La Distance Juste
Curator : Albertine de Galbert
24.06.2013 — 27.07.2013

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PILAR ALBARRACÍN (Spain)
GILLES BARBIER (France)
FREDI CASCO (Paraguay)
MARINA DE CARO (Argentina)
MATÍAS DUVILLE (Argentina)
ANA GALLARDO (Argentina)
JUAN FERNANDO HERRÁN (Colombia)
MARTIN KERSELS (USA)
HENRIQUE OLIVEIRA (Brazil)
PAULINA SILVA HAUYÓN (Chili)
& WALTER ANDRADE (Argentina)
VIRGINIE YASSEF (France)

Try a little tenderness! as the song goes, like an invitation to sink into the well-padded recesses of a grandmother’s old armchair. Tenderness is one of the strongest components of human nature. It is neither sentimentality nor mushiness, yet its suggestion alone often triggers excesses of modesty or cynicism, the intensity of which clearly indicates that it is an essential emotion that touches our innermost core. Often denigrated and considered as the prerogative of children, old people and women — in short the weak, tenderness is nevertheless a great source of resilience in the face of violence carried out against body and mind.

In a lecture entitled “The Hollow of the Palm and Infrared Love,” the psychiatrist Jean-Pierre Klein¹ offered a definition of the term by default: “Tenderness is neither possession, nor submission — which objectify — nor passion, nor addiction — which amputate and merge fractions of subjects.” According to him, the subtlety in tenderness resides in the “right distance,” very slight but not nil, which separates two free subjects connected to one another.²

Articulated around the notion of the “right distance,” this exhibition questions our connection to the edge, physical limits and otherness. At times rubbed raw or overwhelmed, as when an image, gesture, or word become unhinged and invasive, this limit shifts, whether one is the victim or the author of this shift.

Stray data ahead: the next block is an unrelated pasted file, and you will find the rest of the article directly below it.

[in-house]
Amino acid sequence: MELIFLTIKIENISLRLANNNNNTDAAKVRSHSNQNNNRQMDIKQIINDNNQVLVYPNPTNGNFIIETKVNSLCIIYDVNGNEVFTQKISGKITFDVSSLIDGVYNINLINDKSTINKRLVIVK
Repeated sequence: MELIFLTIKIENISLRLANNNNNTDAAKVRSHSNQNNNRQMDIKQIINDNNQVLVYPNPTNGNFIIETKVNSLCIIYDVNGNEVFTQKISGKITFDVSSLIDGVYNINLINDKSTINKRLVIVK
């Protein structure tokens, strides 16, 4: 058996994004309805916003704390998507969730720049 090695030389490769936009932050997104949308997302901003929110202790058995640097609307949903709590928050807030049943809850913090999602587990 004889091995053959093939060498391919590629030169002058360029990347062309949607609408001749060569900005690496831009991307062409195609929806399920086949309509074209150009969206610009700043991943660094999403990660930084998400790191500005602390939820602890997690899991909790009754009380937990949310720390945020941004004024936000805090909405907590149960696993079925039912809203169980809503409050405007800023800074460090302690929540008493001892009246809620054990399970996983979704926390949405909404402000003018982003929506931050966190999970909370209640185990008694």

It is the crossing of that tenuous limit between tenderness and the obscene that is at work in Spanish artist Pilar Albarracín’s video La Cabra, in which the artist dances with a goatskin sack of wine that slowly colors her folk costume blood red. The embrace and the separation of bodies are also the subjects of the Californian artist Martin Kersels’ photographs entitled Tossing a Friend, which literally illustrates a brutal distancing of the artist’s body and the body of Melinda, his ex-partner. Conversely, with Posición Horizontal, a work by Colombian artist Juan Fernando Herrán, the other is not distanced but rather contained, assimilated. The series of nesting beds, each one fitting into another like
Matryoshka dolls, suggests a mise en abîme of childhood or one’s innermost world, as if they were being placed in a sheltered spot.

Tenderness as protection and consolation runs throughout the work of the Argentinean artist Matías Duville. Coming straight out of his large-format drawings of unreal landscapes, a giant fish hook — of rusted metal and the size of a person — is gently resting on a blanket that brings to mind the same kinds of blankets found lying around in old houses, the simple sight of which is comforting.

Finally videos by Ana Gallardo (Estela) and Virginie Yassef (L’Arbre, in collaboration with Julien Prévieux), along with several other video works, illustrate the fragile space tenderness embodies, between movement and immobility, silence and crying out.

Albertine de Galbert

¹ Director of Inecat (Institut national d’expression, de création, d’art et de thérapie [National Institute of expression, creation, art and therapy]).
² Patrice van Eersel, “Une soudaine irruption de la tendresse ?” in Le Grand Livre de la Tendresse (Paris: Albin Michel, 2002), p. 23.

To see more about the South-American artists : arte-sur.org

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